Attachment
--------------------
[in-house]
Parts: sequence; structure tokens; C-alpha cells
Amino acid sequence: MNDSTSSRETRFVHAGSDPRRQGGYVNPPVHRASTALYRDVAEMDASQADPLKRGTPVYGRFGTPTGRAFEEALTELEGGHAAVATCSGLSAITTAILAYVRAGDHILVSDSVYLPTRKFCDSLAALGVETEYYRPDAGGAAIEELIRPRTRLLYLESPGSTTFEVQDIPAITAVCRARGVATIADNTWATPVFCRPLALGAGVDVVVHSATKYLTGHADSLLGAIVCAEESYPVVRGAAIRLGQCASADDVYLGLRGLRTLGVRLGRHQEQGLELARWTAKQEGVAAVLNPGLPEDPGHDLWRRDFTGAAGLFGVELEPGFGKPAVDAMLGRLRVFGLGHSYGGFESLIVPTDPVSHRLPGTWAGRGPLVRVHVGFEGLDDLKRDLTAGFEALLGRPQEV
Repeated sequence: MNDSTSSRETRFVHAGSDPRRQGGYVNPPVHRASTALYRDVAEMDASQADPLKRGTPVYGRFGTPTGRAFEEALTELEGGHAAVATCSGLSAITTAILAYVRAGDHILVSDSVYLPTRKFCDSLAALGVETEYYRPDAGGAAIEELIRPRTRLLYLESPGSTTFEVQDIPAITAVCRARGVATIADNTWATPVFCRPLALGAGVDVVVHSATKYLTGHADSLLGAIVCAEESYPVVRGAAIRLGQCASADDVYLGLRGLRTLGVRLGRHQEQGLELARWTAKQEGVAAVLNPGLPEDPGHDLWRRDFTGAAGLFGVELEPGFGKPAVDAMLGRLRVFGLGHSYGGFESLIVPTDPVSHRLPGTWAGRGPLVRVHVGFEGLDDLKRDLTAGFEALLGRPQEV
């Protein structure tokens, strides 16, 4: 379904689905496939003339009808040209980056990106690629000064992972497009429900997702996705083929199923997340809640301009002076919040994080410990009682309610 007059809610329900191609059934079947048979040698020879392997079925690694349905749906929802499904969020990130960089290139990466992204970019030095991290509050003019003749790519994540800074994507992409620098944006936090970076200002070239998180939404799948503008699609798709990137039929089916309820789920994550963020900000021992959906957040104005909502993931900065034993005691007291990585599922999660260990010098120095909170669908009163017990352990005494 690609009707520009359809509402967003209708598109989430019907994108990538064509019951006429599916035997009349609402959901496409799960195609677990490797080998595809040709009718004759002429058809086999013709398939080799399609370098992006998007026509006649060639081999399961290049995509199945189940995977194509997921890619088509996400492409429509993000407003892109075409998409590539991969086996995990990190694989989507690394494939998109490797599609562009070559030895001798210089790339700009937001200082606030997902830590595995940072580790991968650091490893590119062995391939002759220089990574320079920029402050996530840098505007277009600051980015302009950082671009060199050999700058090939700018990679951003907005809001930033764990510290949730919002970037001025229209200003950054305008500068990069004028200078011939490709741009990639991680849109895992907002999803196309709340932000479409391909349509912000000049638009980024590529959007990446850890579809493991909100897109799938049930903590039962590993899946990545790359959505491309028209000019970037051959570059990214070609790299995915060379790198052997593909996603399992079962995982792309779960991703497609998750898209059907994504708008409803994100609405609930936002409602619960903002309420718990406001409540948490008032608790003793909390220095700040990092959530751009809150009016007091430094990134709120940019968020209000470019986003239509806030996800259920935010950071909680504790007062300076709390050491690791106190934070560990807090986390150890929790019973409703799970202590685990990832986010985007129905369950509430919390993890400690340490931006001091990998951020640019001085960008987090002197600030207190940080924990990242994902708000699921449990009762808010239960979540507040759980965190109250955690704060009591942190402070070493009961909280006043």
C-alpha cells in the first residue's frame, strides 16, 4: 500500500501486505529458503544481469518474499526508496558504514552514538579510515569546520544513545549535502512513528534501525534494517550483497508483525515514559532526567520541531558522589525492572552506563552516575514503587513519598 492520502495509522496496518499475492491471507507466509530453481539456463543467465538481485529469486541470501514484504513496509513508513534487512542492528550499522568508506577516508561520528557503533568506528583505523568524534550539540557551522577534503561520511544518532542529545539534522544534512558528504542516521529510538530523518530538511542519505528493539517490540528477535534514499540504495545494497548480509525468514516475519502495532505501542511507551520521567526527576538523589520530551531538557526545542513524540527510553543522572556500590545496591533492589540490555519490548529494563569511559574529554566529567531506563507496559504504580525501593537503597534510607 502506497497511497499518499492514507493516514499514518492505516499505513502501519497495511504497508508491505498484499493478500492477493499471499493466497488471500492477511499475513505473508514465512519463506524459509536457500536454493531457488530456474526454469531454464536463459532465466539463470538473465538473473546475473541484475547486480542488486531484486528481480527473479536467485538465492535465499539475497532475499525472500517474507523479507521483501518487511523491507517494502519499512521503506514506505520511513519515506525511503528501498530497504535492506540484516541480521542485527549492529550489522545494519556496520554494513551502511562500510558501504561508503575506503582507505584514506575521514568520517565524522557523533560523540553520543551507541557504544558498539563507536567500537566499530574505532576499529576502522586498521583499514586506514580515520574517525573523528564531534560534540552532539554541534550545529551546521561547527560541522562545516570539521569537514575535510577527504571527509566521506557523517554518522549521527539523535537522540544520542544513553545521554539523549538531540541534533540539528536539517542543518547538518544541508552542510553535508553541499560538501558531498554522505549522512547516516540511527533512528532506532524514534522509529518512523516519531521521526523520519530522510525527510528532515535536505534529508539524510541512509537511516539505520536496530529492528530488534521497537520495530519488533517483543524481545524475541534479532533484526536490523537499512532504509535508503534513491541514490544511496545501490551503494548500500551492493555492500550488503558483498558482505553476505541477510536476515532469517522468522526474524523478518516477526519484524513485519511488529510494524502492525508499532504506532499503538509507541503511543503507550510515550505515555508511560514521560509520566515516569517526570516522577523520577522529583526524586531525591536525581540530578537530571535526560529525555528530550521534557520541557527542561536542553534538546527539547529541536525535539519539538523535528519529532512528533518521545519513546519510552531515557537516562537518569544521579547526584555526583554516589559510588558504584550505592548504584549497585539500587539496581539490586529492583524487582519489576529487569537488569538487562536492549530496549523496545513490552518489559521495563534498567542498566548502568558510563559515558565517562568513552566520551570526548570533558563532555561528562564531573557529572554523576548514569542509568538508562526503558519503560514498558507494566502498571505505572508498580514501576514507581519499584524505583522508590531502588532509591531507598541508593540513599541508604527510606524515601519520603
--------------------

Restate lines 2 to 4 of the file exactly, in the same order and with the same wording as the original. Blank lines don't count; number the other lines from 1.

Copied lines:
Parts: sequence; structure tokens; C-alpha cells
Amino acid sequence: MNDSTSSRETRFVHAGSDPRRQGGYVNPPVHRASTALYRDVAEMDASQADPLKRGTPVYGRFGTPTGRAFEEALTELEGGHAAVATCSGLSAITTAILAYVRAGDHILVSDSVYLPTRKFCDSLAALGVETEYYRPDAGGAAIEELIRPRTRLLYLESPGSTTFEVQDIPAITAVCRARGVATIADNTWATPVFCRPLALGAGVDVVVHSATKYLTGHADSLLGAIVCAEESYPVVRGAAIRLGQCASADDVYLGLRGLRTLGVRLGRHQEQGLELARWTAKQEGVAAVLNPGLPEDPGHDLWRRDFTGAAGLFGVELEPGFGKPAVDAMLGRLRVFGLGHSYGGFESLIVPTDPVSHRLPGTWAGRGPLVRVHVGFEGLDDLKRDLTAGFEALLGRPQEV
Repeated sequence: MNDSTSSRETRFVHAGSDPRRQGGYVNPPVHRASTALYRDVAEMDASQADPLKRGTPVYGRFGTPTGRAFEEALTELEGGHAAVATCSGLSAITTAILAYVRAGDHILVSDSVYLPTRKFCDSLAALGVETEYYRPDAGGAAIEELIRPRTRLLYLESPGSTTFEVQDIPAITAVCRARGVATIADNTWATPVFCRPLALGAGVDVVVHSATKYLTGHADSLLGAIVCAEESYPVVRGAAIRLGQCASADDVYLGLRGLRTLGVRLGRHQEQGLELARWTAKQEGVAAVLNPGLPEDPGHDLWRRDFTGAAGLFGVELEPGFGKPAVDAMLGRLRVFGLGHSYGGFESLIVPTDPVSHRLPGTWAGRGPLVRVHVGFEGLDDLKRDLTAGFEALLGRPQEV